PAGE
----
July 5, 2010 in City

Rural delivery’s future up in the air

FedEx-UPS battle could be end for small servers
Matthew Brown Associated Press
 
Associated Press photo

Michael Overstreet is vice president for Corporate Air, a small delivery contractor serving rural areas.
(Full-size photo)

BILLINGS – In the multibillion-dollar world of overnight package deliveries, Mike Overstreet knows his Billings-based company, Corporate Air, is at the “tail end of the dog” as a small FedEx contractor serving rural areas of the Rockies and Midwest.

Yet with FedEx engaged in a fierce Washington, D.C., lobbying battle with the industry’s other private-sector titan – United Parcel Service – Overstreet worries his business and customers in 10 states could go down as collateral damage.

At issue is whether FedEx Express, the company’s delivery division, should be reclassified as a trucking company, like UPS, or retain its federally granted status as an airline.

If FedEx loses its special status under a measure now before Congress, its employees could more easily unionize. That in turn could drive up costs for the Memphis, Tenn.-based company, forcing it to trim services in rural areas where costs are highest and profit margins thinnest, said shipping industry expert Satish Jindel.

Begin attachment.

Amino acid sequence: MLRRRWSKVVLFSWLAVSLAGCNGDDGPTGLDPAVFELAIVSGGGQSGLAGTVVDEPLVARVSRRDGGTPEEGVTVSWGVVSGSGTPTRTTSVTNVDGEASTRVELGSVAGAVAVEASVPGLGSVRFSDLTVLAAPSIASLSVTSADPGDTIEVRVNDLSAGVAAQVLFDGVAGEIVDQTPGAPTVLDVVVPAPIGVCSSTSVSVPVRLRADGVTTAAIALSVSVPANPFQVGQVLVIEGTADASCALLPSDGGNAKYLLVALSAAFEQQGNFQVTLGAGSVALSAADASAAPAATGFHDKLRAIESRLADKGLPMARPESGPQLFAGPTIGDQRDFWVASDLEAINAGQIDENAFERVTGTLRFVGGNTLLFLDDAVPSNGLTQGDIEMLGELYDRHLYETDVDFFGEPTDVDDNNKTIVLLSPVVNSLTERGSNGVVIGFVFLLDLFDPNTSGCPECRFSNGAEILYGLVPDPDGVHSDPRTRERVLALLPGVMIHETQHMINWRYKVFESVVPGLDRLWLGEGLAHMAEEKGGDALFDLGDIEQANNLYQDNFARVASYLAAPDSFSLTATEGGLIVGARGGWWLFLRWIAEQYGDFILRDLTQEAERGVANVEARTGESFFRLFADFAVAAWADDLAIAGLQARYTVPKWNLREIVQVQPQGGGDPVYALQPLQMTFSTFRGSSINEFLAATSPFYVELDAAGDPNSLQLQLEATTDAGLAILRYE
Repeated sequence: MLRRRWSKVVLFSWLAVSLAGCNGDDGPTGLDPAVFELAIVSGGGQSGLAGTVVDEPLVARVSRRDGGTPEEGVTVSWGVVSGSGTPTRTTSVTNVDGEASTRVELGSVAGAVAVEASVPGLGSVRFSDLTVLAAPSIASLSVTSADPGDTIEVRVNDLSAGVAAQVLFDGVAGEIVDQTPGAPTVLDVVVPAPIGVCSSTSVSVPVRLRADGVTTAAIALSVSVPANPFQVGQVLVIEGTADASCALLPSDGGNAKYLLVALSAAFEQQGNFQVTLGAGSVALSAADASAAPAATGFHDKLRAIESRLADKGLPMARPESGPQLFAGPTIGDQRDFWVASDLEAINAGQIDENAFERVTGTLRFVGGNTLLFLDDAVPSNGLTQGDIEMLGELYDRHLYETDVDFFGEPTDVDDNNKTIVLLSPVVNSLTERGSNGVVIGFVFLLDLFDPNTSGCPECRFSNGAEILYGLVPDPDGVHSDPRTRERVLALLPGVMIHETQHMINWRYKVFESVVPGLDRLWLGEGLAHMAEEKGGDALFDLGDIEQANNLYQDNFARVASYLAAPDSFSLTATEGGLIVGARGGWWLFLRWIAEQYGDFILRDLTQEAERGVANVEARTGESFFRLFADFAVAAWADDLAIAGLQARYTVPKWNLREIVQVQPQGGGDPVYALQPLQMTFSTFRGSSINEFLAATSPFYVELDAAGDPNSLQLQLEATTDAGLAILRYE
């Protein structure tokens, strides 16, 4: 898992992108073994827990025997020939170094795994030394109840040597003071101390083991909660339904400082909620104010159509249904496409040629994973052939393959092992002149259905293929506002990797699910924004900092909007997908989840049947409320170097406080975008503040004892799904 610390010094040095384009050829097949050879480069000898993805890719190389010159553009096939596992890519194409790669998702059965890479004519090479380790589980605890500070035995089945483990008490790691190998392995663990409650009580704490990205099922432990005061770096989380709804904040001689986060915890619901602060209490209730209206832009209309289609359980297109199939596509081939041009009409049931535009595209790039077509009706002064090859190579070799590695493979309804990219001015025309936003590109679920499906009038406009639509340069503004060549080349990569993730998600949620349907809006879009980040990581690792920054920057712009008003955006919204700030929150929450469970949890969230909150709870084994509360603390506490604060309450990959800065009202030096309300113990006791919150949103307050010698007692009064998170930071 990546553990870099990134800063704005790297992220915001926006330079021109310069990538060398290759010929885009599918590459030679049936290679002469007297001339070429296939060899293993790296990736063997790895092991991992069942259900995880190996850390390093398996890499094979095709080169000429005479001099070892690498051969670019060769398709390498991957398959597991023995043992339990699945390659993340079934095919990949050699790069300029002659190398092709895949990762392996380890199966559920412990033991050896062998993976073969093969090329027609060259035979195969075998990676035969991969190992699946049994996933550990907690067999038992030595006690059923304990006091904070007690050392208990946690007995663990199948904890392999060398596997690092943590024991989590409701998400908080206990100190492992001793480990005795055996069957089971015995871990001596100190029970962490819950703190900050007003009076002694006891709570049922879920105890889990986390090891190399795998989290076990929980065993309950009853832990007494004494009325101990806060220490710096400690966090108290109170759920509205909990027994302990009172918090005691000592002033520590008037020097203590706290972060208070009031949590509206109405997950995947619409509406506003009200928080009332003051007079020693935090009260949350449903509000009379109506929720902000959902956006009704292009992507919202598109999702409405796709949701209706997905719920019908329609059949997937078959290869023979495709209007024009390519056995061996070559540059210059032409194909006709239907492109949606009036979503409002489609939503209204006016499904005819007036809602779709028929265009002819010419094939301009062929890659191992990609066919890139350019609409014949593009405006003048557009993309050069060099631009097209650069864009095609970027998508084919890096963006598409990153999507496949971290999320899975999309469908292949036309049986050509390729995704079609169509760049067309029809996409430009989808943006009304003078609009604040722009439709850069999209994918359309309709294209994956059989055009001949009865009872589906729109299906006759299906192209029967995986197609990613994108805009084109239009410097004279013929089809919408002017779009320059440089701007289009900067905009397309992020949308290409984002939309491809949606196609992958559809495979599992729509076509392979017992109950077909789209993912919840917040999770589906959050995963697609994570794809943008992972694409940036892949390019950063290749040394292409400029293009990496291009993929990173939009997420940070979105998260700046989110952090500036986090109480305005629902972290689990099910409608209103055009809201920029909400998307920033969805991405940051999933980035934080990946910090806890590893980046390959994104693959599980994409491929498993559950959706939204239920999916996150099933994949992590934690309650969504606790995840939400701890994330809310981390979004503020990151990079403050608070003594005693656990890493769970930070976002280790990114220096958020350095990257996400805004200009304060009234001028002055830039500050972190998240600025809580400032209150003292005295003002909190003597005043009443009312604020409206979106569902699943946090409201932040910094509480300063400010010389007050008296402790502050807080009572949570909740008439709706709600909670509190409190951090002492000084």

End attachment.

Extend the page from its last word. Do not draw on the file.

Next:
UPS, which says it merely wants a level playing field, dismisses warnings of potential service cuts as fear mongering meant to bolster FedEx’s bid for special treatment.

But Overstreet’s loyalties are clear. He says Corporate Air “bleeds purple” – FedEx’s brand color – as a contractor delivering FedEx packages to 23 cities on 290 flights a week.

If Congress sides with UPS, Overstreet warns he could get pinched out of business. He said the result would be rural medical clinics, farmers and others in remote areas losing a key provider of the goods they need to operate.

“They (FedEx) will have to reconsider going by air,” Overstreet said. “The farmer or rancher who needs that part to fix his tractor is not going to get it. They will be delayed by another day.”

FedEx spokesman Maury Lane said the impact could be widespread. He said rural contractors are heavily relied on by the company in all or part of at least 19 states – North Dakota, South Dakota, Montana, Idaho, Colorado, New Mexico, Arizona, Texas, Mississippi, Louisiana, Georgia, South Carolina, Florida, North Carolina, Virginia, Arkansas, Maine, New Hampshire and Vermont.

Workers at UPS are organized by the Teamsters, and company and union have united behind the anti-FedEx provision.

“There’s no difference between a FedEx driver and a UPS driver,” said UPS spokesman Norman Black. “We believe it is a fundamental issue of fairness.”

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